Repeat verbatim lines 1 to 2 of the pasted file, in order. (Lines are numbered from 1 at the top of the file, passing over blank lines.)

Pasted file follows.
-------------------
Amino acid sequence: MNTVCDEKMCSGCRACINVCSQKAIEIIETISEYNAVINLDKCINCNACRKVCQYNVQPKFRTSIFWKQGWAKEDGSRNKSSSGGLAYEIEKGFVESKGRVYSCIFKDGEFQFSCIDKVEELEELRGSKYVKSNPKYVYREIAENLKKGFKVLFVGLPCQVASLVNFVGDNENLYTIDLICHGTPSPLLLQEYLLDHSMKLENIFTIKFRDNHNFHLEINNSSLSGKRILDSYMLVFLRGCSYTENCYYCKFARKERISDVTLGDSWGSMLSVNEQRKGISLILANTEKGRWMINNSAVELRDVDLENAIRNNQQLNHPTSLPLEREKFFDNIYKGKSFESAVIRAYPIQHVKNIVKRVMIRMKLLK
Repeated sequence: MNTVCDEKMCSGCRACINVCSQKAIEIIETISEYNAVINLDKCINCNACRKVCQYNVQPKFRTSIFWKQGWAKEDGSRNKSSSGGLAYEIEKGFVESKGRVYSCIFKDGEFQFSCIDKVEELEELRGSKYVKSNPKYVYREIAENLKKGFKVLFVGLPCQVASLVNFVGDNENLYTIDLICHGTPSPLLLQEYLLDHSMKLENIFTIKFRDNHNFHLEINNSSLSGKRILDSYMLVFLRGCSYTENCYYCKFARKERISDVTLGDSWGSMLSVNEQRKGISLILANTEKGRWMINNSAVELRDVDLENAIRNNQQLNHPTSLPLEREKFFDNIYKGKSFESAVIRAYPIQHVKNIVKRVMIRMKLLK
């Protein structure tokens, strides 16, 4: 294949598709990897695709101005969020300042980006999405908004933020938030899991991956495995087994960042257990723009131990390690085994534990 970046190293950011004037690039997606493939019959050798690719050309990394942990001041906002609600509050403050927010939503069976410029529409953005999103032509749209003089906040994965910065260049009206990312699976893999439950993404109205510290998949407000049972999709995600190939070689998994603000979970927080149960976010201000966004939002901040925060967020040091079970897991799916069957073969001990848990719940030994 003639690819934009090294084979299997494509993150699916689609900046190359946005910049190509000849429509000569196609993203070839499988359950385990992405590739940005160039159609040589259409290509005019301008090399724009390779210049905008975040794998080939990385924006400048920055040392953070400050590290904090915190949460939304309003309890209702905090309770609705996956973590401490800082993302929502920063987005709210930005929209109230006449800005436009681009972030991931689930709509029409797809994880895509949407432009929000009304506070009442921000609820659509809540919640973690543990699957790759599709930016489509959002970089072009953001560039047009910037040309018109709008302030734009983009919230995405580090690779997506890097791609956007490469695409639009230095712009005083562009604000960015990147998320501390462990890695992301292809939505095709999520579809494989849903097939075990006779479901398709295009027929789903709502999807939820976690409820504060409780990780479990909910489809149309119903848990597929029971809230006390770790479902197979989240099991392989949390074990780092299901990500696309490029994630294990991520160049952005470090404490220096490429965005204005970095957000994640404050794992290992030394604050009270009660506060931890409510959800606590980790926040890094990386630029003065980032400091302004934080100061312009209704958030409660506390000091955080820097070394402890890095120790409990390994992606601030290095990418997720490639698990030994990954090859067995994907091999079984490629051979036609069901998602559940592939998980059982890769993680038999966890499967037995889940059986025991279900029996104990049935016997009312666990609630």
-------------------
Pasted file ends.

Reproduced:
Amino acid sequence: MNTVCDEKMCSGCRACINVCSQKAIEIIETISEYNAVINLDKCINCNACRKVCQYNVQPKFRTSIFWKQGWAKEDGSRNKSSSGGLAYEIEKGFVESKGRVYSCIFKDGEFQFSCIDKVEELEELRGSKYVKSNPKYVYREIAENLKKGFKVLFVGLPCQVASLVNFVGDNENLYTIDLICHGTPSPLLLQEYLLDHSMKLENIFTIKFRDNHNFHLEINNSSLSGKRILDSYMLVFLRGCSYTENCYYCKFARKERISDVTLGDSWGSMLSVNEQRKGISLILANTEKGRWMINNSAVELRDVDLENAIRNNQQLNHPTSLPLEREKFFDNIYKGKSFESAVIRAYPIQHVKNIVKRVMIRMKLLK
Repeated sequence: MNTVCDEKMCSGCRACINVCSQKAIEIIETISEYNAVINLDKCINCNACRKVCQYNVQPKFRTSIFWKQGWAKEDGSRNKSSSGGLAYEIEKGFVESKGRVYSCIFKDGEFQFSCIDKVEELEELRGSKYVKSNPKYVYREIAENLKKGFKVLFVGLPCQVASLVNFVGDNENLYTIDLICHGTPSPLLLQEYLLDHSMKLENIFTIKFRDNHNFHLEINNSSLSGKRILDSYMLVFLRGCSYTENCYYCKFARKERISDVTLGDSWGSMLSVNEQRKGISLILANTEKGRWMINNSAVELRDVDLENAIRNNQQLNHPTSLPLEREKFFDNIYKGKSFESAVIRAYPIQHVKNIVKRVMIRMKLLK